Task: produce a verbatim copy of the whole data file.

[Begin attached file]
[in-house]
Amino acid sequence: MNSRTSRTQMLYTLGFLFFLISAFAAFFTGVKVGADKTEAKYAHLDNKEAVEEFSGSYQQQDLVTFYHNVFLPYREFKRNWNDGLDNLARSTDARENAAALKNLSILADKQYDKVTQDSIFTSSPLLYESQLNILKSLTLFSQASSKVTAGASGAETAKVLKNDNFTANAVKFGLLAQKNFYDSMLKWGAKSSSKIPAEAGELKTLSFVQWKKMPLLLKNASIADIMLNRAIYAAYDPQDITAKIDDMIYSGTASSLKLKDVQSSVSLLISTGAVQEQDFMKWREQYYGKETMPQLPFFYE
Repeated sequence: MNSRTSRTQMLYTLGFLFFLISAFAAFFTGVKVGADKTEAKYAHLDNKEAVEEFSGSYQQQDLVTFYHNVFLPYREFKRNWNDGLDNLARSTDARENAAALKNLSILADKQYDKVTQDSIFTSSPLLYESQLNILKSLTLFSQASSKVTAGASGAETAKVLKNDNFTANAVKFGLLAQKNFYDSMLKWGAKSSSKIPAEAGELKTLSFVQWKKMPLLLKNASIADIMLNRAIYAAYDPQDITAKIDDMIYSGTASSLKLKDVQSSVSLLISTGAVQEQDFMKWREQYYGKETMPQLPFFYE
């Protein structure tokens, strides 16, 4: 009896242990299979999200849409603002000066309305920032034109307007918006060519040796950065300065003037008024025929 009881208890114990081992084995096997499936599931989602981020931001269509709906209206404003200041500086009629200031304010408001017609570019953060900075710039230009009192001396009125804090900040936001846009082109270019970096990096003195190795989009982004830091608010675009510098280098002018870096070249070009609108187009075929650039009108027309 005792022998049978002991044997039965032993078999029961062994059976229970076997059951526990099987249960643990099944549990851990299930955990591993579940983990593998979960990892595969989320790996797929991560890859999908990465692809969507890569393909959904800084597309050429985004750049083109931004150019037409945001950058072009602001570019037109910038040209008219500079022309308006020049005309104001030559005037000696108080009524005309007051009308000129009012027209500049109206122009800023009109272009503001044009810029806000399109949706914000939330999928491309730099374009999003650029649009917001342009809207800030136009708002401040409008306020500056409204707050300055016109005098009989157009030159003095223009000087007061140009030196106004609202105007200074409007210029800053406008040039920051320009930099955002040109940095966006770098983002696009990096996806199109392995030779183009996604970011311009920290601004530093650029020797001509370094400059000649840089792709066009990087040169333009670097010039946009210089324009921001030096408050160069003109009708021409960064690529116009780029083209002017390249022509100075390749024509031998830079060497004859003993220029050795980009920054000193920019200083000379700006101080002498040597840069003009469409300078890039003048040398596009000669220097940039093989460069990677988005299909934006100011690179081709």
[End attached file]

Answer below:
[in-house]
Amino acid sequence: MNSRTSRTQMLYTLGFLFFLISAFAAFFTGVKVGADKTEAKYAHLDNKEAVEEFSGSYQQQDLVTFYHNVFLPYREFKRNWNDGLDNLARSTDARENAAALKNLSILADKQYDKVTQDSIFTSSPLLYESQLNILKSLTLFSQASSKVTAGASGAETAKVLKNDNFTANAVKFGLLAQKNFYDSMLKWGAKSSSKIPAEAGELKTLSFVQWKKMPLLLKNASIADIMLNRAIYAAYDPQDITAKIDDMIYSGTASSLKLKDVQSSVSLLISTGAVQEQDFMKWREQYYGKETMPQLPFFYE
Repeated sequence: MNSRTSRTQMLYTLGFLFFLISAFAAFFTGVKVGADKTEAKYAHLDNKEAVEEFSGSYQQQDLVTFYHNVFLPYREFKRNWNDGLDNLARSTDARENAAALKNLSILADKQYDKVTQDSIFTSSPLLYESQLNILKSLTLFSQASSKVTAGASGAETAKVLKNDNFTANAVKFGLLAQKNFYDSMLKWGAKSSSKIPAEAGELKTLSFVQWKKMPLLLKNASIADIMLNRAIYAAYDPQDITAKIDDMIYSGTASSLKLKDVQSSVSLLISTGAVQEQDFMKWREQYYGKETMPQLPFFYE
């Protein structure tokens, strides 16, 4: 009896242990299979999200849409603002000066309305920032034109307007918006060519040796950065300065003037008024025929 009881208890114990081992084995096997499936599931989602981020931001269509709906209206404003200041500086009629200031304010408001017609570019953060900075710039230009009192001396009125804090900040936001846009082109270019970096990096003195190795989009982004830091608010675009510098280098002018870096070249070009609108187009075929650039009108027309 005792022998049978002991044997039965032993078999029961062994059976229970076997059951526990099987249960643990099944549990851990299930955990591993579940983990593998979960990892595969989320790996797929991560890859999908990465692809969507890569393909959904800084597309050429985004750049083109931004150019037409945001950058072009602001570019037109910038040209008219500079022309308006020049005309104001030559005037000696108080009524005309007051009308000129009012027209500049109206122009800023009109272009503001044009810029806000399109949706914000939330999928491309730099374009999003650029649009917001342009809207800030136009708002401040409008306020500056409204707050300055016109005098009989157009030159003095223009000087007061140009030196106004609202105007200074409007210029800053406008040039920051320009930099955002040109940095966006770098983002696009990096996806199109392995030779183009996604970011311009920290601004530093650029020797001509370094400059000649840089792709066009990087040169333009670097010039946009210089324009921001030096408050160069003109009708021409960064690529116009780029083209002017390249022509100075390749024509031998830079060497004859003993220029050795980009920054000193920019200083000379700006101080002498040597840069003009469409300078890039003048040398596009000669220097940039093989460069990677988005299909934006100011690179081709």